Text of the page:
Friday, June 27, 2014

"Skin songs": Controversial sexy country music in the 1970s

Tanya Tucker in 1978

Country music is sometimes seen as traditional and moralistic, but it got sexy in the 1970s. So sexy, in fact, that moralists decried country music itself for polluting the airwaves and American minds. 

These sexy "skin songs," as they were called, "ventured into the area of eroticism with a greater suggestiveness and openness than at any previous time in country music history," Bill Malone wrote in Country Music USA. The songs, he said, "were cited as evidence of the harm that had come from country music's flirtation with other musical cultures." 

Grandpa Jones says no to "skin songs."
 (Headline from Tuscaloosa News, April 10, 1974)

Bill Anderson says yes to "skin songs."
 (Headline from Times Daily, July 17, 1976)

Polluting the minds of listeners wasn't really a new thing for country music. The cheating songs of the 1950s, for example, were very suggestive for their time. Not many pop singers were singing about illicit affairs back then, but country singers were all over it.

Today on Music Weird, we'll look at some of the sexiest hits of 1970s country. Sometimes sexy, sometimes crude, these songs were simultaneously popular and scorned.

Jerry Lee Lewis – "Meat Man"

This outrageous song was written by a relative of mine, Mack Vickery. I never met Vickery, but my mother did. Sample lyric: "I ate the fuzz off a Georgia peach."

Tanya Tucker – "Would You Lay with Me in a Field of Stone?"

Tanya Tucker was 15 years old when she recorded this song about strong needs and laying and midnight hours and giving herself, etc. The song became a #1 hit after Tucker appeared on the cover of Rolling Stone.

Conway Twitty – "You've Never Been This Far Before"

When Conway Twitty sang about touching forbidden places, squeamish listeners frantically touched the "off" buttons on their radios. 

Mel Street – "Borrowed Angel"

Street loves his borrowed angel—he just can't help himself. The inability to resist temptation and continue, in the face of it, to care about what's right and wrong will be recurring themes throughout these songs.

Statler Brothers – "Bed of Roses" 

An older woman teaches a younger boy about the ways of love: "She took me in and wiped away my childhood." Same story as Queen's "Fat Bottom Girls," more or less.

Jerry Reed – "Plastic Saddle" 

I included Jerry Reed's 1970 version of this 1968 Nat Stuckey hit because Reed's version is way better. "Don't give me no plastic saddle," Reed sings. "I like to feel the leather when I ride." If you don't think that this song has sexual connotations, then read some of the comments that people leave on the videos. Yikes.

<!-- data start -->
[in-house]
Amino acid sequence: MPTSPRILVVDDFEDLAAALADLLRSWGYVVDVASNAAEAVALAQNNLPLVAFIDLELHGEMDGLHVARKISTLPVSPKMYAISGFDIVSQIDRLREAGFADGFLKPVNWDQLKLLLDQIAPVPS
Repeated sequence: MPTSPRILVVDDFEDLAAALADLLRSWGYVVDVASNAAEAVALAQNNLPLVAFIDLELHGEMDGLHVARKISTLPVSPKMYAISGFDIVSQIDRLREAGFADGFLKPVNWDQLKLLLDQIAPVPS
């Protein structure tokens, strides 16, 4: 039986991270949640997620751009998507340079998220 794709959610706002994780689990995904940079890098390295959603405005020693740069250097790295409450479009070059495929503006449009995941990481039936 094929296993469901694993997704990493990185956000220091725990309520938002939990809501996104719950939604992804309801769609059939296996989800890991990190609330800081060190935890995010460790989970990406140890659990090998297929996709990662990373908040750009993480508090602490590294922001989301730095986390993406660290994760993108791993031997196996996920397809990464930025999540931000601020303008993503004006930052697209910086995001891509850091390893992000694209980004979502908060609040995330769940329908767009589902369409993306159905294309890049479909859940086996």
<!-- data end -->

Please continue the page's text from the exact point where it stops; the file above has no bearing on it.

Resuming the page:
David Allan Coe – "Divers Do It Deeper"

"Plastic Saddle" isn't the only country song that compares ridin' a saddle to gettin' it on. David Allan Coe's "Divers Do It Deeper" praises the longevity of cowboys, because they can "stay in the saddle just a little bit longer." This song was a minor hit in 1978.

Barbara Mandrell – "Midnight Oil"

Another cheatin' song, "Midnight Oil" refers to the literal or figurative residue of forbidden love that covers Barbara when she gets home from her illicit rendezvous. "Tomorrow I'll be sorry," she sings, "And I'll feel kinda dirty, because I'll have the midnight oil all over me."

Loretta Lynn – "Rated 'X'" and "The Pill"

Loretta Lynn didn't care what anyone thought. "Rated 'X'" criticizes what we now call "slut shaming" even as it revels in sexy imagery, and "The Pill" celebrates birth control as women's ticket to sexual freedom. Kurt Wolff's book Country Music: The Rough Guide says that, with "The Pill," Lynn "once again showed fearlessness toward controversial and up-to-now forbidden material."


Connie Cato – "Super Kitten"

The predatory woman: "There she goes out into the night, a-waggin' her body.... Searching out a victim...." 


Bob Luman – "Lonely Women Make Good Lovers" 

The predatory man.


Charlie Rich – "Behind Closed Doors"

Rich's first #1 hit. 


Freddie Hart – "Easy Lovin'"

"Easy lovin'. So sexy lookin'."

The Kendalls – "Heaven's Just a Sin Away"

Sinful to begin with, this song is extra weird because it's a father-daughter duet. Great song and great group, though.

Melba Montgomery – "Angel of the Morning" 

"If morning's echo says we've sinned, well, it was what I wanted now." This song was reportedly offered to Connie Francis, but she turned it down because she thought it was too risque. It was first a pop hit for Merrilee Rush in 1968. Melba Montgomery hit the country Top 40 with her version in 1978.

Bellamy Brothers – "If I Said You Had a Beautiful Body (Would You Hold It Against Me)"



Kris Kristofferson – "Help Me Make It Through the Night"

"I don't care what's right or wrong—I don't try to understand." 

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